Tangthai’s Pregnancy


Do you know how long an elephant carries her baby? Well, Asian elephants have a gestation period of between 18 and 22 months – the longest of any animal. The young calves often nurse for 2 to 4 years, as you may have seen with our lovely Tan Waa, who is just coming up to his second birthday. We now have some very special news in that the Park’s favourite girl, Tangthai, will shortly give birth to her first baby. The father is our very handsome young man, Baramee – and you can see a short video of Baramee and Tangthai courting together in our pool if you check our website (click on Gallery and Video Gallery and scroll down to the last video).


Now don’t you find it quite amazing that a baby elephant survives for so long in the womb? It is so unusual but scientists have discovered that a quirk of biology allows the unborn calf to develop for almost 2 years in order to give it the brain power it needs to survive from birth. Elephants are highly sociable mammals with a high level of intelligence similar to that of great apes and dolphins. So, calves are born with an advanced level of brain development, which they use to recognise the complex social structure of the herd and to feed themselves with their incredibly dextrous trunks.


Dr Imke Lueders, of the Liebniz Institute of Zoo and Wildlife Research in Berlin, and her colleagues used advanced ultrasound methods to give vets valuable information to monitor elephant pregnancies in more detail, as they seek to improve breeding programmes. The group reported that the extended pregnancy was “due to a novel hormonal mechanism, which has not been described in any other species of animal”. Ovulation is triggered by two surges of a reproductive hormone, called luteinising hormone, while the pregnancy is maintained by hormones secreted by several ovarian bodies called corpora lutea (Latin for ‘yellow bodies’). You can read the scientific report in full on line (http://rspb.royalsocietypublishing.org/content/279/1743/3687).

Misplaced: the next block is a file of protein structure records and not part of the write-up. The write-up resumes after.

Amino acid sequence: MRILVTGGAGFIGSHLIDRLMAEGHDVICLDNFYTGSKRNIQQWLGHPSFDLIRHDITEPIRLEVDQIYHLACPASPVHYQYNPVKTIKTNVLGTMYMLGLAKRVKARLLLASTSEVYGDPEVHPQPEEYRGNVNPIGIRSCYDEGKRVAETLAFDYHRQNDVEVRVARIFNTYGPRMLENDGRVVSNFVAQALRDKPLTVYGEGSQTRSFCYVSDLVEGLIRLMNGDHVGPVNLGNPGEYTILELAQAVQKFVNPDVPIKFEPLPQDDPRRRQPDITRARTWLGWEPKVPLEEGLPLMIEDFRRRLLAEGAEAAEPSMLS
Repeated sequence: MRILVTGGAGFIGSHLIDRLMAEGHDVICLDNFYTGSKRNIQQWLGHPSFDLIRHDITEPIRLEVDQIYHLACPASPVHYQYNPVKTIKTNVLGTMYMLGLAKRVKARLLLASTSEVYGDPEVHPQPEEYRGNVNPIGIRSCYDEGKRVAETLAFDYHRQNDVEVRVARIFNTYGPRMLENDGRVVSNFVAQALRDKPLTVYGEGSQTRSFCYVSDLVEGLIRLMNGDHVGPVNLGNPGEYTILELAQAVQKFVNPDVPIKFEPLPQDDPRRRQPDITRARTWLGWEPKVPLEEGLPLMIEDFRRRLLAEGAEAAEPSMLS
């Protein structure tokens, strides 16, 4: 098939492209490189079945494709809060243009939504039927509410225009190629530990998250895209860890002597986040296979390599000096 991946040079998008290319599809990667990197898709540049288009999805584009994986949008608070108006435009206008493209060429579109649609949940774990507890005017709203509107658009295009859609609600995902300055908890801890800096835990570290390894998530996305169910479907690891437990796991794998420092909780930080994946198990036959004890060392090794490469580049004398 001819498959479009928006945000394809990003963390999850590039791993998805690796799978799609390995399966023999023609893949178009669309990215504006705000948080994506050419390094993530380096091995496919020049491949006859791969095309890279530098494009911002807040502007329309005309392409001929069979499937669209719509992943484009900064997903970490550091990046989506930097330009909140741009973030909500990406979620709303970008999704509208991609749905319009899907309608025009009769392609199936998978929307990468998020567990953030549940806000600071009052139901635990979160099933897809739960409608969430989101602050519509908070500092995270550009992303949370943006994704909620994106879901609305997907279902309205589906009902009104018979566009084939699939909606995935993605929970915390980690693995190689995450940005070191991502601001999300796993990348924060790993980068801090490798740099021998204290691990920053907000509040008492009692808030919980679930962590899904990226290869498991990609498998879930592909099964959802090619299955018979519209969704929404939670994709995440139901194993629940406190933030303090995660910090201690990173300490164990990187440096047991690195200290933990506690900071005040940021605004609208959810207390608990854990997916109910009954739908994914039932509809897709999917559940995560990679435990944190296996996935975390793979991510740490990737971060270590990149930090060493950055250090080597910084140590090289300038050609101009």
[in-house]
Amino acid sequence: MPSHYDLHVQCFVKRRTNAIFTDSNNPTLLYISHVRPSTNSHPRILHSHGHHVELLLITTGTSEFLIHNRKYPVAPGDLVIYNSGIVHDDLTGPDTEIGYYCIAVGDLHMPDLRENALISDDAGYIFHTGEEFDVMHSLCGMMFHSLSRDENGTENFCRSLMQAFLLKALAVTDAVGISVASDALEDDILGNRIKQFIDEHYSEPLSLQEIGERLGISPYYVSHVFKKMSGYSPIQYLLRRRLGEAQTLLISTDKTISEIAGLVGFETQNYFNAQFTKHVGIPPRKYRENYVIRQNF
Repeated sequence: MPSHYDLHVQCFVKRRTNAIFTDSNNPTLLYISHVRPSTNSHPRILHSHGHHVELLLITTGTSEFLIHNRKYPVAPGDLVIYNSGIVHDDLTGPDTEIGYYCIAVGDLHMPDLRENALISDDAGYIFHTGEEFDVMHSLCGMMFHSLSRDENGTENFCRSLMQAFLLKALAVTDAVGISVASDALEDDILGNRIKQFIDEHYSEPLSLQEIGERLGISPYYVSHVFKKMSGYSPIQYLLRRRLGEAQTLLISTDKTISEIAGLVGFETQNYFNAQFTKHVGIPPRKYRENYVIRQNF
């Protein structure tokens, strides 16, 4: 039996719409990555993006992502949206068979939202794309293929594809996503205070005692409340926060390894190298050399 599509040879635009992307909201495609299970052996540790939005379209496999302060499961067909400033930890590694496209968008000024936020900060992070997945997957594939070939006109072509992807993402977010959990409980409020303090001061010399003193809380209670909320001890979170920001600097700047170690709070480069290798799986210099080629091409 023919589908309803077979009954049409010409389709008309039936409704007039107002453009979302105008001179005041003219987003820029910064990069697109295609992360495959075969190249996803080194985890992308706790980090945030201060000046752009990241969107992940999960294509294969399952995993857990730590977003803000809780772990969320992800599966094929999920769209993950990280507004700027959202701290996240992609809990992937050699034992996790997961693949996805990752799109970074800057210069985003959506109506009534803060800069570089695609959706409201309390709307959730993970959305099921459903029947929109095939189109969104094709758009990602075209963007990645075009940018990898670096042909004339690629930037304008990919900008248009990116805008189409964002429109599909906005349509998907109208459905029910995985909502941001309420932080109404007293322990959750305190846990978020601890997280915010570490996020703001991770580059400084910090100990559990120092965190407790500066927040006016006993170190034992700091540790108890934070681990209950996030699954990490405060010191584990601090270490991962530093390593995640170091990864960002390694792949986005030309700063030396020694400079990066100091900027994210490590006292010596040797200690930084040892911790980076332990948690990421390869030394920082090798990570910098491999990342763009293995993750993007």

Apart from the long gestation, elephants also have a very long interval between calves (often 4 or 5 years or even more). The gap between generations of elephants is also lengthy (average 20+ years). All of these factors complicate efforts to manage populations of endangered elephants. The work by the scientists in Berlin has extended knowledge and will help conservation efforts to help elephants in the wild, as well as in Parks like Phang Nga Elephant Park.


We will keep you posted about Tangthai’s pregnancy. We expect the baby around March or April 2018, but, as with human babies, we may be kept waiting. But, don’t forget to book in now to come and see us next year to meet the new arrival!!